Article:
Making … a Bundle of Joy

Last week I packed up a pair of jaunty booties and a cheerful cardigan to send to my little nephew-in-utero in Texas. I've been planning this gift since well before we left Virginia, so it was a joy to finally plant the package on the UPS counter and send this little bundle southwest.

The sweater (Oscar, by Lili Comme Tout) is a beautifully textured grandpa cardigan, knit up in sand stitch with bands of garter stitch at the hem, cuffs, and collar. The pattern is similar in style to a free pattern called Baby Sophisticate, but it's constructed very differently. I found it a bit fussy to knit at times, but the lovely details—the nubby texture, the slipped-stitch raglans—make for a very special garment. (If you're pressed for time, though, the Easy Baby Cardigan from Joelle Hoverson's Last-Minute Knitted Gifts just can't be beat.)

The booties, I love: they're the perfect mix of slipper and sock, and my new favorite pattern for TV knitting. This pair is brought to you by a couple of episodes of The Americans and a home screening of The English Patient.

These are just two of many baby things I'll be knitting over the next couple of months—we have a lot of babies coming into our lives this summer and fall—so if you have a tried and true baby knit, please share it here! I'm eyeing Petit Artichaut (my head having been turned by Christine Chitnis's and Alicia Paulson's gorgeous versions) and the Vintage Pixie Cap from Vintage Knits for Modern Babies.


Bits and Bobs: Big Box edition

What are you up to this weekend? I'm hoping to finish seaming a wee sweater and to get the hang of riding a bike (a skill that never quite stuck with me).
  • Two eye-opening reads: In "Spin, Measure, Cut: Hobby Lobby and the Tangled Skein of Reproductive Rights"(The Hairpin), Susan Schorn folds the story of her creative family into a discussion of the Hobby Lobby contraceptive case, which the Supreme Court is expected to decide by the end of the month; at NewYorker.com, Amy Merrick wonders why college students—who traditionally have fought for better working conditions in factories—continue to support fast-fashion chains like Forever 21, where cheap clothing comes at a high human cost.
  • How about Kate Davies's wonderful series of posts showcasing the Great Tapestry of Scotland?
  • I grew up not far from Oak Spring, the garden estate of Rachel "Bunny" Lambert Mellon, but was unaware of its existence until I saw this story in the New York Times Style Magazine. According to a Vanity Fair profile, Mellon's design philosophy was "Nothing should be noticed."She clearly made an exception for Yellow Expanse, the glorious golden Rothko painting that leaps out of the third image of the Times slideshow. I wonder what will happen to it now. (Mellon died in March 2014.)
  • Minneapolis is bursting with world-class museums. Last Saturday I spent a happy afternoon exploring the third floor of the Minneapolis Institute of Arts; the Walker Art Center and the Mpls Photo Center are next on my list. (My summer goal is to be able to bike to the Walker and back.) The latest Art Assignment video, How to Visit an Art Museum, is full of wonderful advice, even if you're a relatively seasoned visitor. Even better is the debate in the comments—I love seeing people get so passionate about art.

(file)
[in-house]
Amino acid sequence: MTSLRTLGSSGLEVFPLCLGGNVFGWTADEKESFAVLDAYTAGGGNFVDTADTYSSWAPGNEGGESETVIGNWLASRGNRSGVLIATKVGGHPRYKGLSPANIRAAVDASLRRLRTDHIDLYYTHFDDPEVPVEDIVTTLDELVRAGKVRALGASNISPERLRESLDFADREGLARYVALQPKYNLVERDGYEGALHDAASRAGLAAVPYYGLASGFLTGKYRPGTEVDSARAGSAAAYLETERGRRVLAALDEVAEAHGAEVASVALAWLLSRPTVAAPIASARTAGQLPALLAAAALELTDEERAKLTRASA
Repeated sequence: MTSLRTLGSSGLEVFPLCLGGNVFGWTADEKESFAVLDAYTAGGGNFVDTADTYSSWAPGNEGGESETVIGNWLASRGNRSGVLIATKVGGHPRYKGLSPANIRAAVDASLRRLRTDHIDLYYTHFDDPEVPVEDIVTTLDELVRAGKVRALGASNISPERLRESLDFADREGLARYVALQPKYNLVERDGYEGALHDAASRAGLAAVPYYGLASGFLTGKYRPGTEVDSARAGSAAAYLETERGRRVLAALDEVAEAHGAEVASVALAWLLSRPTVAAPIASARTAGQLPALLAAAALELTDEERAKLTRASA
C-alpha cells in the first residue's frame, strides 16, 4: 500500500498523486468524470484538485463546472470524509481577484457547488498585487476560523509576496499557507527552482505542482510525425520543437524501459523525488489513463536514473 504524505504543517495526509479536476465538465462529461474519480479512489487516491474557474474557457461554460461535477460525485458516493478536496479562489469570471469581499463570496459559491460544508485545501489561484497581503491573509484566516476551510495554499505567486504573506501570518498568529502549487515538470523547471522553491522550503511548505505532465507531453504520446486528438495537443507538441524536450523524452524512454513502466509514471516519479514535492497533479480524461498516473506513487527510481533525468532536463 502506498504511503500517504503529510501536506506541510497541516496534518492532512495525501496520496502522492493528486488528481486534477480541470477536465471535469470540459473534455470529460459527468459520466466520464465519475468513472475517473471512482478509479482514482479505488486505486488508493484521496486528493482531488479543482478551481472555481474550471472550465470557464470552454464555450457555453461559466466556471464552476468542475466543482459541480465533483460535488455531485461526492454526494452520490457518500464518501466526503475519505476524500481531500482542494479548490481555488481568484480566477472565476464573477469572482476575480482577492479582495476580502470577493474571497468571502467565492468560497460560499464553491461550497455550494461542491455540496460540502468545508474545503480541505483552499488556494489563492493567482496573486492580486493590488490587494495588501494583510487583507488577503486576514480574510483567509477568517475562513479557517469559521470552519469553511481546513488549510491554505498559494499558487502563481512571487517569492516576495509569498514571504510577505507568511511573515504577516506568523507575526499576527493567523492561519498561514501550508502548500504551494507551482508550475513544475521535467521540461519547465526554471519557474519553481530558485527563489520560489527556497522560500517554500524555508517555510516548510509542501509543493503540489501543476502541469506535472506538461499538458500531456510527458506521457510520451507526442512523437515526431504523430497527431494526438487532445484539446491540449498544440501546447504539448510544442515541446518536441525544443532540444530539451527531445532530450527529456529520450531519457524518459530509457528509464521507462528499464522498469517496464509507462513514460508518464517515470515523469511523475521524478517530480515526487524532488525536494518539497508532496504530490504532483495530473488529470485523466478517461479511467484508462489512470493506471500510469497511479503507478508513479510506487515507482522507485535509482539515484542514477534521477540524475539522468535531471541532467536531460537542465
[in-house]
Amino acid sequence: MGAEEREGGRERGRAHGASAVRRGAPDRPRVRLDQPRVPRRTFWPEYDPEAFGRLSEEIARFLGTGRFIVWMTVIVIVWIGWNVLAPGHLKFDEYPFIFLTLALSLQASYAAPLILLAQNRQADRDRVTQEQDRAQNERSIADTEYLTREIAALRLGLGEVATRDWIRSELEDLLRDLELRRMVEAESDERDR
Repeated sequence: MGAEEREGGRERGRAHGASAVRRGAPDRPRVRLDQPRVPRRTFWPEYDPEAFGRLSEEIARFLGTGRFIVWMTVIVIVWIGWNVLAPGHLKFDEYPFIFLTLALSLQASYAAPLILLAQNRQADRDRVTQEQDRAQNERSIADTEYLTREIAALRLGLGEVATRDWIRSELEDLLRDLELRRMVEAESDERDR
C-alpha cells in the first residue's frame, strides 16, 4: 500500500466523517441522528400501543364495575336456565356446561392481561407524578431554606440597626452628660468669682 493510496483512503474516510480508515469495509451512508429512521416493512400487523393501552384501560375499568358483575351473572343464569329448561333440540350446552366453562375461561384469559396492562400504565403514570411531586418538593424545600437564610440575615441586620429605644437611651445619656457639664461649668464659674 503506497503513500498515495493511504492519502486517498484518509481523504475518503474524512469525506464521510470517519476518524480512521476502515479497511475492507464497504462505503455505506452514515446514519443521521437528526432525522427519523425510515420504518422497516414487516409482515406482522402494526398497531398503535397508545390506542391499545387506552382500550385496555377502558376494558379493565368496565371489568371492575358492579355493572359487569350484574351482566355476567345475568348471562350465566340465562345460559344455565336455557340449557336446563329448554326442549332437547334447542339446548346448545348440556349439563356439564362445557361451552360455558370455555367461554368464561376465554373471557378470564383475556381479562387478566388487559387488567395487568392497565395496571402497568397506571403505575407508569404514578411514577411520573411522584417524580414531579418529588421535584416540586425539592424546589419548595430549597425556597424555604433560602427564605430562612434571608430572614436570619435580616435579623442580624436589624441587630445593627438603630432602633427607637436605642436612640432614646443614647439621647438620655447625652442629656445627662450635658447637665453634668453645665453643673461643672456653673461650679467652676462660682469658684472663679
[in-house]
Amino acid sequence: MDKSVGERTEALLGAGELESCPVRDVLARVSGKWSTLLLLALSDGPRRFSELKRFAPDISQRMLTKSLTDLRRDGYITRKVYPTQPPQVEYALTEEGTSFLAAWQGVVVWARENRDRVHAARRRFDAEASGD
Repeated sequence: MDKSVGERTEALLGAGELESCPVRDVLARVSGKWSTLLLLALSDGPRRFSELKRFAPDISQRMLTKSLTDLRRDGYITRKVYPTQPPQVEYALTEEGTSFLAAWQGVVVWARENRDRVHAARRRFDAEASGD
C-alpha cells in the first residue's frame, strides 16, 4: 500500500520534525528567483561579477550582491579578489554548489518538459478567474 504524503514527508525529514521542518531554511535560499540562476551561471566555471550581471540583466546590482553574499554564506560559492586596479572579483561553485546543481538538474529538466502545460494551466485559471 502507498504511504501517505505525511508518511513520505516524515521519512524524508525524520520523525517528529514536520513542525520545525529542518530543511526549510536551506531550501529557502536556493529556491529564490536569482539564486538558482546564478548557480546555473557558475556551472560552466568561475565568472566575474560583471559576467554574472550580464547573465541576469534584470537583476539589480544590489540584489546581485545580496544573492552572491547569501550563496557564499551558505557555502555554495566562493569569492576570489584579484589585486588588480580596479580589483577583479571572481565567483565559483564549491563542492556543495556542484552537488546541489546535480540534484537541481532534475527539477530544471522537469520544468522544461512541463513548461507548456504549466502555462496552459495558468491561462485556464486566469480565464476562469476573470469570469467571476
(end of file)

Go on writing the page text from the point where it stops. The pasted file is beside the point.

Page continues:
Q: Where Have You Been?

A: Weaving in the loose ends of my Charlottesville life and casting on the first stitches of my new, midwestern one.

I've left places before; I've even left Charlottesville before, thinking I'd never live there again. But after I found my way back, it became the first place I felt really and truly at home in a home that I created myself. It became the place I married my husband; where I wrote my first freelance pieces; where I discovered the pleasure of growing plants and feeding birds; where I bought my first grown-up piece of furniture (a light-colored sofa—mistake). And it became the place I discovered knitting.

Now we are in the Twin Cities, where I feel a little bit lost, but also a little bit in love with my new home. I wish I could say that knitting has been my constant during this hurricane of appointment-making, goodbye-saying, and document-signing—but, truthfully, I've just picked up my needles for the first time since early May. (A sign, perhaps, of feeling settled. Get on with your knitting, indeed.)

I hope to have more to share in the weeks to come. In the meantime, what makes a new place feel like home to you?


Is it too early to think about buying holiday cards? Because these textile-inspired ones are tops. (All cards and photographs are by Red Cap Cards, which doesn't know that I exist.)

Keep Warm, by Yelena Bryksenkova
Snow Clothes, by Kelsey Garrity-Riley
Tall Toque, by Jon Klassen


Get On With Your Knitting

"When I was leaving my office for the last time, I grabbed a book off my shelf, Robert Frost Speaking on Campus. In closing, I’m going to leave you with some wisdom from the Colby College commencement speech the great poet gave in 1956. He described life after graduating as piece of knitting to go on with. What he meant is that life is always unfinished business, like the bits of knitting women used to carry around with them, to be picked up in different intervals. And for those of you who have never knitted, think of it as akin to your Tumblr: something you can pick up from time to time. My mother was a great knitter and she made some really magnificent things. But she also made a few itchy and frankly hideous sweaters for me. She left some things unfinished. So today you gorgeous, brilliant people, get on with your knitting." —Jill Abramson 
I don't envy Jill Abramson for having to deliver a commencement speech just days after she was fired from the New York Times. And I suspect it would have been better written had the timing been different. But I did love the last sentence.